Heeding these ten tips can prevent headaches when using contract manufacturing.
An OEM’s relationship with its contract electronics manufacturer (CEM) can be a lynchpin in ensuring that viable products reach the marketplace successfully. And by “viable” I mean much more than “designs that work” – I mean economically viable, too. With more than 25 years of experience manufacturing niche electronics for a broad range of clients and industries, I’ve boiled the OEM-CEM relationship down to these five Don’ts and five Do’s.
1. Let the CM Be the Last to Know -- If we’re the last people to view the product design, bill of materials, and so on, then we’re not able to add value. Manufacturing is where the rubber meets the road, so talking to us early in your design cycles can actually give you foresight into your product’s marketability.
2. Lock-Down Designs Prior to a DFM Review -- The design-for-manufacturing (DFM) review is where we add some of the greatest value. Given the opportunity, we can actually help make products more successful (i.e. more profitable). But if we’re handed a design with no wiggle room, or a deadline with no time buffer for change, that opportunity is lost.
3. Single-Source Materials -- Designing in components that have only one source can be the demise of even the best electronics products. Products with single-source components are vulnerable and more costly. We like to help by recommending comparable components that give our customers more options in terms of supply.
4. Over-Design -- An over-designed electronics product is often an economic failure. The most successful electronics products balance adequate, reliable performance with a low cost to manufacture.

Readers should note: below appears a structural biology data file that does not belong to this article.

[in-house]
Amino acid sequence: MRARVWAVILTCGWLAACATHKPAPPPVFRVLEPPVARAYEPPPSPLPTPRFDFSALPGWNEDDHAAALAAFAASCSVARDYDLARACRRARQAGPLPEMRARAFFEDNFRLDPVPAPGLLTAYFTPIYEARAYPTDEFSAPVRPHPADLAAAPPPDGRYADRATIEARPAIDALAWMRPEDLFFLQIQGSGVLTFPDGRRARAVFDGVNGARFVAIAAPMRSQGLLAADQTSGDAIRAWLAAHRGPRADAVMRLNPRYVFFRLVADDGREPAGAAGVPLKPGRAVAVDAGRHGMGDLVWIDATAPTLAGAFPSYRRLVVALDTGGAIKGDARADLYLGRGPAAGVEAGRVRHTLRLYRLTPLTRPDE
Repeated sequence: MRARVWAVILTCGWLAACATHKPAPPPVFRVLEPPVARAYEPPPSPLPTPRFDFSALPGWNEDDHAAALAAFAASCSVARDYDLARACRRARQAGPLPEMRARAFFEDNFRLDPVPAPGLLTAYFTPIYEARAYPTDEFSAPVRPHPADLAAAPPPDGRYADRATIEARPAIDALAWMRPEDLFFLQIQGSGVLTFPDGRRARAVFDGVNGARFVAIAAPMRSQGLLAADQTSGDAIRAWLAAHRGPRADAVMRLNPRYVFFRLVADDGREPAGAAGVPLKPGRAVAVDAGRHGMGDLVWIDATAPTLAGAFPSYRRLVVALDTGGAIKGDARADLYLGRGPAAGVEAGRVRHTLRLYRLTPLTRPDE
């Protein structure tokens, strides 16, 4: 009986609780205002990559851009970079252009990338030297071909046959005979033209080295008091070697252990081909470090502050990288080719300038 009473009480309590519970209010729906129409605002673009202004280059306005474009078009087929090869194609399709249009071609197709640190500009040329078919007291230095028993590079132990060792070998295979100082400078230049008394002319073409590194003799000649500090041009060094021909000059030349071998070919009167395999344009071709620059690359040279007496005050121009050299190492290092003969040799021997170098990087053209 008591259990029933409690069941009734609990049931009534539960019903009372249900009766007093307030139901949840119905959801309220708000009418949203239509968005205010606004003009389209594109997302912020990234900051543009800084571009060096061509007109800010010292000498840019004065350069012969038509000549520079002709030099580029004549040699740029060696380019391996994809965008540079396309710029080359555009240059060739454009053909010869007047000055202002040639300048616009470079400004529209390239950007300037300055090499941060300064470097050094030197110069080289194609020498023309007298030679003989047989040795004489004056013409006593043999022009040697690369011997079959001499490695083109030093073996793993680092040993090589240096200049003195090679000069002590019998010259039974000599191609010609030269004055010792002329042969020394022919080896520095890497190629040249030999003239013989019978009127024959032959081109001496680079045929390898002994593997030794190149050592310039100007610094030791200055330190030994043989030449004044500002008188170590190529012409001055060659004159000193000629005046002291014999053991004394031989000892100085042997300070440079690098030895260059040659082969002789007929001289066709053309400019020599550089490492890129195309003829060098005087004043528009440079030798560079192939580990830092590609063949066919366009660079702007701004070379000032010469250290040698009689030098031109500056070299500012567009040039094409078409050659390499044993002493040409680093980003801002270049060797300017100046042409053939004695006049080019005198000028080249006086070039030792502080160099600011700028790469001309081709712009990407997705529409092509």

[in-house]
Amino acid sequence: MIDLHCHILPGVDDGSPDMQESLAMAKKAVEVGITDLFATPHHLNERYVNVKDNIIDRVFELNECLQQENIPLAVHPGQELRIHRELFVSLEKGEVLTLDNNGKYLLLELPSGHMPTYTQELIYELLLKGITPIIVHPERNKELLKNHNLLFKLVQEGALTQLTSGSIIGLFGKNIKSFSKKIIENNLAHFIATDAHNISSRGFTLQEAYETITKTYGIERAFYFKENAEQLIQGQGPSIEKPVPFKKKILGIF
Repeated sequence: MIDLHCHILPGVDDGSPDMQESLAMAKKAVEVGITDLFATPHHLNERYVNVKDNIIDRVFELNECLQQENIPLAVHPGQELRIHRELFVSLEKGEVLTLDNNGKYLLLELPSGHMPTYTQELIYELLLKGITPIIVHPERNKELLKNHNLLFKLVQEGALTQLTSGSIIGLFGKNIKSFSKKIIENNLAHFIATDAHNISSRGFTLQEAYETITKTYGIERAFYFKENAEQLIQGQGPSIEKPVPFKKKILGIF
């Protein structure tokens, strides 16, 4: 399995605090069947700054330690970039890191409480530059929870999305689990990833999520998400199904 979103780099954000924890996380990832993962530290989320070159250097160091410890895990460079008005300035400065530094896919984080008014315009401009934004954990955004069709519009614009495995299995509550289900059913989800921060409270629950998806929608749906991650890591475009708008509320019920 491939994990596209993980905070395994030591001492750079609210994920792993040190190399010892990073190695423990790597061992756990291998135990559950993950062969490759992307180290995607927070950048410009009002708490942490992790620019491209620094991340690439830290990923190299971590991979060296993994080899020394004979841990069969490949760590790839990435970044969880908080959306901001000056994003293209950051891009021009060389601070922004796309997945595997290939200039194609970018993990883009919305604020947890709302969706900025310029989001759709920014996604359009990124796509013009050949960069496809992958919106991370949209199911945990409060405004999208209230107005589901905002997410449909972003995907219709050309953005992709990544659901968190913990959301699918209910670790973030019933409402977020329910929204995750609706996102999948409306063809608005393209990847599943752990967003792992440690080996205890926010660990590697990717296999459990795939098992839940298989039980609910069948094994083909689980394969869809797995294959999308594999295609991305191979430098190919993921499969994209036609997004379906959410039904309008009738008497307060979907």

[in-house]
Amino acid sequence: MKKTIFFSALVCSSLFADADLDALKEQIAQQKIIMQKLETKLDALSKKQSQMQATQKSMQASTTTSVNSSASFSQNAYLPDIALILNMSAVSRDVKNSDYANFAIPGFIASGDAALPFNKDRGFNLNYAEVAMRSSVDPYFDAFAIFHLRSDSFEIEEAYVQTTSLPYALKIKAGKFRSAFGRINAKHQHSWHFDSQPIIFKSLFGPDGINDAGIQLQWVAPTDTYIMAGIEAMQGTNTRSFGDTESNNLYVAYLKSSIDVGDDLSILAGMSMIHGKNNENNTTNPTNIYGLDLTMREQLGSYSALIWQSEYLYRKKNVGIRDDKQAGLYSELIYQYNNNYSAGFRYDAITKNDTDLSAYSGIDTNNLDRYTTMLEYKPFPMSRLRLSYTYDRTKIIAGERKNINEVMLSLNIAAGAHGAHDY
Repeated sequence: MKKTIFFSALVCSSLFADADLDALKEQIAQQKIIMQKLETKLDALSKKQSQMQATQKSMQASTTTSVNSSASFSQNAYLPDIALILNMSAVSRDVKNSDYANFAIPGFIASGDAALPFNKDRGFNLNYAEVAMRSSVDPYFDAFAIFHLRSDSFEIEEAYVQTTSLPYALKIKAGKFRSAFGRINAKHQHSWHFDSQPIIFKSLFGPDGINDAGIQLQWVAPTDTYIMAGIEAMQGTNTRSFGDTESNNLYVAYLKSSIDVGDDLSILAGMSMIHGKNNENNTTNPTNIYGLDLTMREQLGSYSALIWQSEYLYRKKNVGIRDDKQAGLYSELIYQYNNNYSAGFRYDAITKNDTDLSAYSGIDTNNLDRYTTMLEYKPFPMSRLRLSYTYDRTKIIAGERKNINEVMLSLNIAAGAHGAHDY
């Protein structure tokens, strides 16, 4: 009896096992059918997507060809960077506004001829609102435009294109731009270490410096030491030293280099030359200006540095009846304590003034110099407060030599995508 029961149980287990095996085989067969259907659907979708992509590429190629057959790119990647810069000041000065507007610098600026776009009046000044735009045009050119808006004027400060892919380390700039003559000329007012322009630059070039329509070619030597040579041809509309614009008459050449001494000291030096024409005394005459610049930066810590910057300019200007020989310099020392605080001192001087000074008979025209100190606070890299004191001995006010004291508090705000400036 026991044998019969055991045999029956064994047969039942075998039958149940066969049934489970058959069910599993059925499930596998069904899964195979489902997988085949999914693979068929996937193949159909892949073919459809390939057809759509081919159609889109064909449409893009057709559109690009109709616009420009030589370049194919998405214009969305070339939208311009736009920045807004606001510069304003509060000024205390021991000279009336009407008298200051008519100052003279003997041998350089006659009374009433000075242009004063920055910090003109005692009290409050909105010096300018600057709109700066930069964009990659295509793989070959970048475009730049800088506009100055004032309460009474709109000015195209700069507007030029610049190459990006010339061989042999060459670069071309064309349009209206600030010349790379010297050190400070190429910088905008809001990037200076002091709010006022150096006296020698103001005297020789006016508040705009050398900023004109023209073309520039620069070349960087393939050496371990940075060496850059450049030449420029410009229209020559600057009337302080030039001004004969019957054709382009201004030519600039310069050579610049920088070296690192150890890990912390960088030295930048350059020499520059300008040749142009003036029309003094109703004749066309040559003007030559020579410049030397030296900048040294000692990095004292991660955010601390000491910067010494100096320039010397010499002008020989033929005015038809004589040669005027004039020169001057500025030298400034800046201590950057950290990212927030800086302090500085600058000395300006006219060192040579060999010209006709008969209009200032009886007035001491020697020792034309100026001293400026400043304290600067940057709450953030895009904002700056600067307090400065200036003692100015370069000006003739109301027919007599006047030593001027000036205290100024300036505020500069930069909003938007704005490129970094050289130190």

5. Under-Automate -- There is a very simple equation in manufacturing: manual = expensive. Designs that minimize the need for manual labour will fetch higher margins. Two areas where automation is often overlooked are interconnects and mechanical (package) design.
1. Start Talking Early -- It is literally never too early to start talking to your contract manufacturer. In fact, if clients come to us with their earliest designs we can collaborate to build the most economically viable products.
2. Be Open Minded -- A manufacturer sees things very differently from a designer, and both viewpoints have great value. Approach your CEM with curiosity about how a design can be optimized for manufacturability, everything else – including costs and deliverables – will likely fall neatly into place.
3. Prepare Detailed Documentation -- I don’t think it’s possible to under-communicate when it comes to providing instructions to a CEM. The more CAD files, schematics and specs you deliver with your design the better, from our perspective. And don’t forget to provide a comprehensive bill of materials with alternate part numbers – or have your CEM do this for you.
4. Design for Manufacture -- DFM essentially means considering how easy and cost-effective it is to manufacture an assembly, and designing to reduce those costs. You need a manufacturing mindset to do this well, so leave room for a DFM review and adjustments in your plans.
5. Design for Test -- Testing an electronics assembly may require extra space or components on the board. It’s worthwhile to design a product with testing in mind because it helps ensure the right product the first time. Again, consult with your CEM early in the design stage to ensure that your product can be easily and cost-effectively tested.
George Henning, President, OCM Manufacturing, can be reached at 1 (800) 268-3961. www.ocmmanufacturing.com.